The Corner Chronicle
Chimacum, Washington, Wednesday April 26, 2017

Archive for the ‘E – Health’ Category

Meat Matters: Why Meat Has Been Given a Raw Deal
June 24th, 2013 by Katy McCoy

By: Molly Force, ND

What I am about to share with you may come as a shock.  It may be counter to everything you were told about choosing a healthy diet.  Brace yourself.  I believe meat can be healthy and good for you, even red meat!

Forget what the mainstream media has told you about animal proteins and fats.  Much of their information is outdated and confused.  Eating animal proteins found in fish, meat, and eggs are actually quite beneficial

Read More

Corner Reflects on Accomplishments 2010 – Present
April 10th, 2012 by Katy McCoy
photos of vacant Chimacum Corner property in March 2010

From 2006 – 2010 a vacant gravel lot with a forlorn blue building for lease welcomed the 20,000 daily cars driving through Chimacum’s main intersection. In March of 2010, inspired by a passion for local food and urged on by neighborhood farms, Malcolm Dorn, Phil Vogelzang, and Katy McCoy leased the property with two goals:

1)   Relocating the Chimacum Farmer’s Market (run by Jefferson County Farmers Markets)

2)   Opening a small permanent farm stand focused on local products

Read More

EGGS: Duck, Chicken, Soy-free, Easter, Organic…
April 3rd, 2012 by Katy McCoy
photo of Cracker discoursing about local eggs while standing on a Finnriver "Laid in Chimacum" carton of eggs

We are lucky indeed to live in a part of the country where we can truly get farm-fresh pasture raised eggs.  Not only that, but there are lots of options!  Looking in the Corner’s egg fridge today, we are selling eggs from 3 very local farms, SpringRain Farm, Finnriver Farm, and Ananda Hills Farm.  We thought we’d use Easter as an opportunity to celebrate the local egg and to profile our neighboring chickens and ducks.

Read More

Dying Goose Eggs with Onion Skins and Spring Flora
April 2nd, 2012 by Katy McCoy
photo of goose eggs dyed for Easter using flowers, leaves and onion skins.

by Katy McCoy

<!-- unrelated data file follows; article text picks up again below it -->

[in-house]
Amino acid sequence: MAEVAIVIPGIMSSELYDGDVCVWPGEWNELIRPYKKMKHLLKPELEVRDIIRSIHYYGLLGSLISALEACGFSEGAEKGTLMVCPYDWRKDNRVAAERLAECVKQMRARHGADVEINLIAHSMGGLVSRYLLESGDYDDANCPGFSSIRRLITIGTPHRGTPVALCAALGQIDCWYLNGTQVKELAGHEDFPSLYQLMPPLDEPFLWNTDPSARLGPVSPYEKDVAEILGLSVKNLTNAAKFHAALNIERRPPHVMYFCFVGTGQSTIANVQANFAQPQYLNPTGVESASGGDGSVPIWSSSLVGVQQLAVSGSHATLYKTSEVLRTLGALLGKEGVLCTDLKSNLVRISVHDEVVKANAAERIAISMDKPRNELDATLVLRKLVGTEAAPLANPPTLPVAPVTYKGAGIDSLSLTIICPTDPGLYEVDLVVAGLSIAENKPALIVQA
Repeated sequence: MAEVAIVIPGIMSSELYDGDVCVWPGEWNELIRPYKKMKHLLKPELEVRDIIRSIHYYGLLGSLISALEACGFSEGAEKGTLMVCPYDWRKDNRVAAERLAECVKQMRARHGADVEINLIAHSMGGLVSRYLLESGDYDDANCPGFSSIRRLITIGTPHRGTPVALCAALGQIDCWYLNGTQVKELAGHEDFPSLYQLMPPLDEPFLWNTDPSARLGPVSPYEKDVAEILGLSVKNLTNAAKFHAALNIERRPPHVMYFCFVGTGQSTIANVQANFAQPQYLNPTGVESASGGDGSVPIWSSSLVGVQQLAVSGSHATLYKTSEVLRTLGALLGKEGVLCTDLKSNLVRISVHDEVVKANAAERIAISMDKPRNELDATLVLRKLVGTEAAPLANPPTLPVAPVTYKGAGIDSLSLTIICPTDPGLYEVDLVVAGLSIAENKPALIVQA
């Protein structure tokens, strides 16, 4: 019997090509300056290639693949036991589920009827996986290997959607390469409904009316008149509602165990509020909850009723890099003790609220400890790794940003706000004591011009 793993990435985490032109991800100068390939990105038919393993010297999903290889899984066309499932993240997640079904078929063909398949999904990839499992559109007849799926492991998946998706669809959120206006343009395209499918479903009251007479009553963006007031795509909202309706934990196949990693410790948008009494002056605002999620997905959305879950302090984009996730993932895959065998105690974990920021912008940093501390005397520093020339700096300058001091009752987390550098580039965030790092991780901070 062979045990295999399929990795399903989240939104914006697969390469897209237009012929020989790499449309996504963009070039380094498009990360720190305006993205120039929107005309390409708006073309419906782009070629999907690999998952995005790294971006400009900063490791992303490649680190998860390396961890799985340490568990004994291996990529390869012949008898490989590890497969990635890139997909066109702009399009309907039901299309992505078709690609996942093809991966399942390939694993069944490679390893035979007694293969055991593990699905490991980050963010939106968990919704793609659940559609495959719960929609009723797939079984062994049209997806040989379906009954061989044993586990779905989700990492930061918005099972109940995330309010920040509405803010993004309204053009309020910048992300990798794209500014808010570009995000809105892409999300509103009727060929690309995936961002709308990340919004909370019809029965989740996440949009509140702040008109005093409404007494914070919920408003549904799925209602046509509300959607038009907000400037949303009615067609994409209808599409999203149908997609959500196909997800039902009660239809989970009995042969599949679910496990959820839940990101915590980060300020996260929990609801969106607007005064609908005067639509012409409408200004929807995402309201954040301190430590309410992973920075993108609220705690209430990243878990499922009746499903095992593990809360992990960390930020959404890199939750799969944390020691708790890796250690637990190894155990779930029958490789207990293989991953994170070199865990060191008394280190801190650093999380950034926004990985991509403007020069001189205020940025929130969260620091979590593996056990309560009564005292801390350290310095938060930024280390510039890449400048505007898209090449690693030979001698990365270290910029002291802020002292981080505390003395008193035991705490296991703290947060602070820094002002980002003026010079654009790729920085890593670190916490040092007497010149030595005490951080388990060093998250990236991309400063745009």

I’m not sure where my mom first learned to do this, but when I was a kid, we always dyed Easter eggs using onion skins and spring flowers.  Before starting, there were 2 fun things we had to do: 1) find a bunch of onion skins (for us that meant digging around the onion bin at the grocery store) and 2) forage for all sorts of interesting little spring flowers and leaves that might leave nice impressions on the eggs. When Tassie told me that Valley Rock Farm had gifted the store some huge white blown-out beautiful goose egg shells, I knew what I had to do!

Read More

Heidi’s Nettle Quiche – Wake up Those Tastebuds!
April 2nd, 2012 by Katy McCoy
photomontage of Heidi serving her nettle quiche

Now’s the time to put on a pair of protective gardening gloves and go foraging for tender wild nettles (currently about 6-8 inches tall/no flowers). Take some scissors and a colander and snip only the top 4 inches off each plant. Nettles are actually quite tasty and the sting completely disappears with cooking. You can use them anyway that you would spinach. In this recipe, Heidi has decided to add them to a delicious easy quiche.

Read More

ASK TASSIE: Hop Help for “All Hopped Up”
September 30th, 2011 by Katy McCoy

By Tassie Mardikes . . . write Tassie

Tassie,

September is upon us and it is during this time of year I find myself particularly aroused by the aroma and flavor of hops. It’s as if the hops’ brisk bitterness is carried in on the chap wind that now blows through Chimacum, and their tang filtered from the fading light that steeps through the multicolored decay of leaves. While I am usually content to saunter over to the Valley Tavern for a pint of Hop Diggity, or swill some FinnRiver dry hopped cider

Read More

OCT. . . Heidi Shares “Harvest Chile Stew” Recipe
September 30th, 2011 by Katy McCoy

by Heidi Eisenhour

This time of year, as the days start to get shorter and chillier, I imagine the chiles being roasted and sold in the markets in New Mexico. Many of our local crops have come on late this year and a number of the ingredients in this recipe are available from our local farmers now – including chiles.

Read More

Camille Spices up Carrots
September 29th, 2011 by Katy McCoy

by Camille Cody

That chill is in the air, the sea is blowing gusts and gales our way and fall has decidedly settled in.  This is one of my favorite times of year for food and cooking.  The rich oranges and browns of many dishes and baked goods, from carrot cake to gingerbread to pumpkin pie, along with their spiced fragrances, stimulate my senses and beg for a cozy fireside setting, comfy socks and a new knitting project.

Read More

Solstice — Supporting the Farm with a B & B
September 29th, 2011 by Katy McCoy

by Camille Cody

For owners Linda Davis and Jim Rueff, it is the things people everywhere share and all depend upon (mainly food!) that inspired their creation of Solstice Farm Bed and Breakfast.  Food is the common denominator that can bring many diverse groups with differing opinions, agendas and ideas together.  We all eat, and finding that common ground can build bridges of community both in the neighborhood and from far away.

Read More

What’s Up with non-Walla Walla Walla Wallas???
August 31st, 2011 by Katy McCoy

By Tassie Mardikes . . . write Tassie

Dear Tassie

Call me naive, but until yesterday when I saw Walla Walla onions for sale in your store from Dharma Ridge Farm just down the road, I guess I assumed that a Walla Walla onion came from Walla Walla.

As a kid growing up in Seattle, it was maybe my first concept of a local food and I took pride in them. Potatoes grew in Idaho and 

Read More